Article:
The only thing better than devouring a book you love is getting to talk about it with others. That’s why I love book clubs. We’re hardwired for connection, so sharing the experience of a book with someone else makes it matter even more. I feel a book’s characters and story more deeply once I’ve discussed it with a friend.
Even better than a great book club is a book club with food. And I don’t mean serving food only when it makes thematic sense, like when your group is reading a book where food is central to the theme (like Tasting Grace, my latest book out in September, since you ask!). I think we should serve food at all book club meetings. Here’s why:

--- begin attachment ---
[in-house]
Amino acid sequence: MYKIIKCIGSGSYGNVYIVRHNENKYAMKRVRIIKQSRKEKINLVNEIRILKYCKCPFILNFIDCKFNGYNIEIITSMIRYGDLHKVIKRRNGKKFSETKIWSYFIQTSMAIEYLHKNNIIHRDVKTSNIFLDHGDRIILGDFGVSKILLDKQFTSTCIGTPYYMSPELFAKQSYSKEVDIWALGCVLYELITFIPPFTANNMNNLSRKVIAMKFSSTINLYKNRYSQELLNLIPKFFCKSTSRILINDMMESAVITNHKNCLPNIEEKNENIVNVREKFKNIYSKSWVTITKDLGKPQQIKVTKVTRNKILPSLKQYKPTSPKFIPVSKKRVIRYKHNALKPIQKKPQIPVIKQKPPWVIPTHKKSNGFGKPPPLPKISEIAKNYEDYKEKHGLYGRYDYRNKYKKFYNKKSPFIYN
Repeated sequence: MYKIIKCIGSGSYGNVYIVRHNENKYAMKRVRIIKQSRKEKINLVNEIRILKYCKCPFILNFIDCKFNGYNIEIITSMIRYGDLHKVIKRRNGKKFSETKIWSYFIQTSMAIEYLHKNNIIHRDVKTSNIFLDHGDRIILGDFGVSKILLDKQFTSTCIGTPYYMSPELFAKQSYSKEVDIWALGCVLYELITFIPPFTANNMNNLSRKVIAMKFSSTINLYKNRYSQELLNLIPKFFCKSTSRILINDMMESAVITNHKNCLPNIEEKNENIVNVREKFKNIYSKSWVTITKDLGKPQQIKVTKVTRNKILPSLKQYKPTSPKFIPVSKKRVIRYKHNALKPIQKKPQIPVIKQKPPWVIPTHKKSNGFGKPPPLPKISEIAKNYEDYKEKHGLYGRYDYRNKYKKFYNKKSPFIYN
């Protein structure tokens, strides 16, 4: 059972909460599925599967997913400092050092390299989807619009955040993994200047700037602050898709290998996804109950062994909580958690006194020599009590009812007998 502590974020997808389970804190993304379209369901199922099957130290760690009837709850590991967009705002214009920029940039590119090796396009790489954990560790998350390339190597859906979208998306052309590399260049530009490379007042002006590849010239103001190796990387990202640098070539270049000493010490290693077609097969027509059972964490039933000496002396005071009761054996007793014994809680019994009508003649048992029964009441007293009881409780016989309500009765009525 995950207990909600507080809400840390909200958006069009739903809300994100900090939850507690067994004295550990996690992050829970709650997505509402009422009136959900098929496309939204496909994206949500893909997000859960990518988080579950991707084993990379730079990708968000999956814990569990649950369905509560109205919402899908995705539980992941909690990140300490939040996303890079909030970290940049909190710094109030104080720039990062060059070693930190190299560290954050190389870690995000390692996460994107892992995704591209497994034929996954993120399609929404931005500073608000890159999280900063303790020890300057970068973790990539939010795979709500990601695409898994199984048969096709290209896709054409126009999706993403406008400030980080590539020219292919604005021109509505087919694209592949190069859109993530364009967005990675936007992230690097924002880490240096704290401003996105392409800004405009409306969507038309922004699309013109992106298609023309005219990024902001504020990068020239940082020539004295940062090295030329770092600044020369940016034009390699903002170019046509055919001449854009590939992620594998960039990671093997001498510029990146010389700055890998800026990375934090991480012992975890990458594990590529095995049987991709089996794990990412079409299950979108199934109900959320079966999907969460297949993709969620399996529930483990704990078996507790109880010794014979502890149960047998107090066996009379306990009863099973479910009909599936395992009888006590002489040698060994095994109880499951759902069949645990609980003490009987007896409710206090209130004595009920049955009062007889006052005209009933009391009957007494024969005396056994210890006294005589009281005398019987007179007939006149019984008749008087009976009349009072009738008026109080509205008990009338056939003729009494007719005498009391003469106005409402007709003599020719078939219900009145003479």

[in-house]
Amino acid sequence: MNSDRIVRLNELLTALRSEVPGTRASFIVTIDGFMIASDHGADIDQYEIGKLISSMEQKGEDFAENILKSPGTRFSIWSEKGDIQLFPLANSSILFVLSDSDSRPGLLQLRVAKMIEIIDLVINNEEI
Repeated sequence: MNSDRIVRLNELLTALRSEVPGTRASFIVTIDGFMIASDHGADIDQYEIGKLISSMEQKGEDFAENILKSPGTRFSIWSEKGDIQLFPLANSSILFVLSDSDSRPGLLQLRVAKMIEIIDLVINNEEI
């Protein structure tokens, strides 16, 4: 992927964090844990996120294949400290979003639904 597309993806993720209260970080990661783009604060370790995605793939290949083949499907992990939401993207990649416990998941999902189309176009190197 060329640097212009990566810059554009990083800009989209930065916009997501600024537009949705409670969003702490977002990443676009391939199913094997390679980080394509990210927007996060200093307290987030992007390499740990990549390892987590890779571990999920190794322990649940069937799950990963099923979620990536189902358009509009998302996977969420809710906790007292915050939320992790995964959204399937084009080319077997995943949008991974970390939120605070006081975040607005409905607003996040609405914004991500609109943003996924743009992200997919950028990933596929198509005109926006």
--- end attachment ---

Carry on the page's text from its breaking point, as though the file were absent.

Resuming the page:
1. Food helps you experience the book more deeply.
So many important life moments happen around meals, which is why food often plays a part in great fiction. Food can show up in books as themes, in pivotal scenes, or in character descriptions. What and how and when someone eats says a lot about who they are. But even if food isn’t called out specifically, you can use your imagination to serve something you think a main character might eat: spicy wings for the gruff cop or apple tartlets on a butter crust for the Parisian ingénue. Food has a way of reminding us that we’re more alike than not. Food connects us to each other and allows us to stand a moment in each other’s shoes, even if those shoes belong to someone imaginary.
2. Serving food to your guests welcomes them, and encourages conversation.